Why is Elvis Costello’s My Aim Is True on my best 1,000 albums ever list?
I’m not gonna get too sentimental like those other sticky valentines.
Some stats & info about Elvis Costello – My Aim Is True
- What kind of musical stylings does this album represent? British Bands, Rock Music, New Wave, Pub Rock
- Rolling Stone’s greatest 500 albums ranking – #430
- All Music’s rating – 5 out of 5 stars
- When was My Aim Is True released? 1977
- My ranking, the one you’re reading right now – #637 out of 1,000
Elvis Costello’s My Aim Is True on Spotify
What does the “best 1,000 albums ever” mean and why are you doing this?
Yeah, I know it’s audacious, a little crazy (okay, maybe a lot cray cray), bordering on criminal nerdery.
But here’s what it’s NOT: a definitive list of the Greatest Albums of All-Time. This is 100% my own personal super biased, incredibly subjective review of what my top 1,000 albums are, ranked in painstaking order over the course of doing research for nearly a year, Rob from High Fidelity style. Find out more about why I embarked on a best 1,000 albums ever project.
What does Elvis Costello’s My Aim Is True mean to me? What does it make me feel? Why is it exciting or compelling?
I enjoy creating all kinds of Spotify playlists and often give them silly titles. One playlist title that I’m particularly proud of is a collection of 1980s songs. I titled it “San Junipero,” based on the brilliant Black Mirror episode that (mostly… sort of?) takes place during that decade. Other examples are “Don Draper’s Lounge” and “Shaolin Nation.”
A playlist that I call “The Power Rankings” includes almost 2,000 songs right now, and the very first album that I added to it is, lo and behold, My Aim Is True. I’ll usually listen to the playlist on shuffle mode, but while I’m toggling that mode on, I’ll always listen to a little bit of the album’s first track, “Welcome to the Working Week.” Or, most of it really, as it only runs a minute and change.
It’s such a pleasing blast of upbeat new wave-meets-pub rock, and there’s something about the song title and chorus that helps to ease me into whatever activity I’m about to take on.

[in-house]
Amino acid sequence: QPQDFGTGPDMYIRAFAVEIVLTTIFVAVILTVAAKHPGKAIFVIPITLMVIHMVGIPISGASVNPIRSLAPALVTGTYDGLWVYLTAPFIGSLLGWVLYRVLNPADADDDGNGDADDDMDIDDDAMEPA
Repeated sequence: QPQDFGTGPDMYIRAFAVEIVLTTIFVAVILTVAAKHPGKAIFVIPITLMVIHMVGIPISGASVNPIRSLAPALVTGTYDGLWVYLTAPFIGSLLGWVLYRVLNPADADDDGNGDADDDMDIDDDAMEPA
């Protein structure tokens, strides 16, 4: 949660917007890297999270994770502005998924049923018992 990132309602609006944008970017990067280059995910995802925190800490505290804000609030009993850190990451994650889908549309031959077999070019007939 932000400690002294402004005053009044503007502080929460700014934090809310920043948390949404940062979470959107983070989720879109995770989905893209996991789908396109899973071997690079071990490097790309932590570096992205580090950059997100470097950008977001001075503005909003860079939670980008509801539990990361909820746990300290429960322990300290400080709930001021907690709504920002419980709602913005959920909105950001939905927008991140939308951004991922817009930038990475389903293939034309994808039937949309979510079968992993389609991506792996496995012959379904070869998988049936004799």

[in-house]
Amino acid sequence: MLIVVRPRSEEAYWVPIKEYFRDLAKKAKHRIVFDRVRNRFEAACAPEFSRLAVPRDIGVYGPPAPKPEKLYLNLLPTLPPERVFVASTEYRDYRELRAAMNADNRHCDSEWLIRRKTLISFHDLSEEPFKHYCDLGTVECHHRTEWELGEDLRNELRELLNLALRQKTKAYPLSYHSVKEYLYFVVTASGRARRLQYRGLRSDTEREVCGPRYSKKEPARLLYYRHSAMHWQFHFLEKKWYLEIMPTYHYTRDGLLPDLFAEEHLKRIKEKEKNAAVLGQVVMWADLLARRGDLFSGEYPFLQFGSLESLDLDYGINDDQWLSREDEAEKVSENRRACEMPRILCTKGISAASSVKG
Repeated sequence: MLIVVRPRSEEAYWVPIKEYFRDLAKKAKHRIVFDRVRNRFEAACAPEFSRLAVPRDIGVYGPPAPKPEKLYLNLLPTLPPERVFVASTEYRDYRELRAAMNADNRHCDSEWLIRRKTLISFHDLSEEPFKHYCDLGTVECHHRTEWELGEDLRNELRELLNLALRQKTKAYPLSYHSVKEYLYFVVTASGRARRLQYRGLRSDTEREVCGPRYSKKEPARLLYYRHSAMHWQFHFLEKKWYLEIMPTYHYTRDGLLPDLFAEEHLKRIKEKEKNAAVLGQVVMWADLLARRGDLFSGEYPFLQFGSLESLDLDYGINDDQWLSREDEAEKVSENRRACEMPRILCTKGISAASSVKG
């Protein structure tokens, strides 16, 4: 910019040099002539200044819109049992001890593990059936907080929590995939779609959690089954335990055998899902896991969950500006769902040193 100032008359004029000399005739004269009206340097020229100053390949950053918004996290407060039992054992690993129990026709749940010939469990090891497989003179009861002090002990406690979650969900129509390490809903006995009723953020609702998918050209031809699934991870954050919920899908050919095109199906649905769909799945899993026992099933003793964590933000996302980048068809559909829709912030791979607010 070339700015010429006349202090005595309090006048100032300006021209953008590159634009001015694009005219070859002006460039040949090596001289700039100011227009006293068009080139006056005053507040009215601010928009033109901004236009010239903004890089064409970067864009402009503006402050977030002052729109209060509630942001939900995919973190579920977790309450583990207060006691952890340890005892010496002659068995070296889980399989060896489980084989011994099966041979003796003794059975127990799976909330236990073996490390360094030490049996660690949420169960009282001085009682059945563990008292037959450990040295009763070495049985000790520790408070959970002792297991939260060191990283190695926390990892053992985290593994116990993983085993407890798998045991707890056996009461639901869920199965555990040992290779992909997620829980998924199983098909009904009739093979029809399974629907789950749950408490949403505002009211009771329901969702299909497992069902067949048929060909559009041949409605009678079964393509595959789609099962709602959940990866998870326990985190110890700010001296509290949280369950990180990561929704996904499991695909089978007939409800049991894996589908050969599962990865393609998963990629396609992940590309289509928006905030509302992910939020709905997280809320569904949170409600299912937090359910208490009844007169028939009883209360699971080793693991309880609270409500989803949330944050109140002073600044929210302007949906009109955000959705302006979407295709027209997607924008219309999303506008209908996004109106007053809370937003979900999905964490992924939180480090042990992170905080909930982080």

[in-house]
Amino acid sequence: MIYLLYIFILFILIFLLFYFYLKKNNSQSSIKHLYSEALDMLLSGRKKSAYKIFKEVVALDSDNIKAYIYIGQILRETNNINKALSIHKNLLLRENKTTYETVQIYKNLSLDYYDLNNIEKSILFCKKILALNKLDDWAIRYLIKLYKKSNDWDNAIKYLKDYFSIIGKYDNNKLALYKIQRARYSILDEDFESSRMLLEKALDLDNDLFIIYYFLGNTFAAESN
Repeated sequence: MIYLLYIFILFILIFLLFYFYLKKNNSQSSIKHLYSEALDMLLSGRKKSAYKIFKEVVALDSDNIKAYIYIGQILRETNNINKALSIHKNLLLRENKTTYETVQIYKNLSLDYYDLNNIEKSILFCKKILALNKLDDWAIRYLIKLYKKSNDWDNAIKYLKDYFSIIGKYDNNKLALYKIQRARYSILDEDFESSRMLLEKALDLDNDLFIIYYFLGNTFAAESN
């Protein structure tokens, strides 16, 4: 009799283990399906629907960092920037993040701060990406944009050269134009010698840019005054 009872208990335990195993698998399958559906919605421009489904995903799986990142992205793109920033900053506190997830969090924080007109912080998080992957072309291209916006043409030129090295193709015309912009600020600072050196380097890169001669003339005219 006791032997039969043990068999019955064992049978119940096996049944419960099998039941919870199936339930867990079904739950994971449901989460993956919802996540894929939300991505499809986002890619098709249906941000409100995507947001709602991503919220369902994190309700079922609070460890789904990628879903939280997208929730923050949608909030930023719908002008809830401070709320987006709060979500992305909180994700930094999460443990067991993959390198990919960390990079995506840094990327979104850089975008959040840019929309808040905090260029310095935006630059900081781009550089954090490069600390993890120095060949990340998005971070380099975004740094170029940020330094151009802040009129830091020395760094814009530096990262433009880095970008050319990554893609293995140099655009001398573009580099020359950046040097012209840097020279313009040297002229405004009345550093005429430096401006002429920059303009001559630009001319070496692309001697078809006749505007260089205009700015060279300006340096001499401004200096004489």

“Watching the Detectives,” with its reggae-inflected new wave and odd sensibility, feels like it would absolutely not work for any artist except Costello. But it does work: it’s great, especially as it builds its own strange momentum. All the great Elvis Costello songs flow along with a confident, narrative energy and “Watching the Detectives” is a perfect example of this.
“Miracle Man” starts off with a Rolling Stones-esque blues rock vibe before sliding into a great Costello in full on pub rocking mode. To imagine catching Costello at a tiny venue back in the day… that must have been something.
Pop culture stuff that has something to do with Elvis Costello’s My Aim Is True
I’ve taken issue a number of times with Stephen Thomas Erlwine of All Music, and I’ll do so again here! Erlwine contends that My Aim Is True is a “punk rock record” due to its “pure nastiness and cynical humor” and its “blend of classicist sensibilities and cleverness.”
While Wikipedia isn’t the definitive arbiter here, it has a decent definition of punk rock bands:
They typically produced short, fast-paced songs with hard-edged melodies and singing styles, stripped-down instrumentation, and often shouted political, anti-establishment lyrics. Punk embraces a DIY ethic; many bands self-produce recordings and distribute them through independent record labels.
I would add that punk rock almost always has an inherent aggressive sound, in addition to “hard-edged melodies and singing styles,” and is often though not always based in relatively simple chord progressions.
Based on Wikipedia and my own addendums, I’m going to go ahead and state that My Aim Is True is not a punk rock record. At all.
It very much has the flavorings of new wave music but mostly it’s just a great rock ‘n roll record with Costello’s particular and impressive refinements and sensibilities.
Thank you for attending this session of, “Is this punk rock or no?”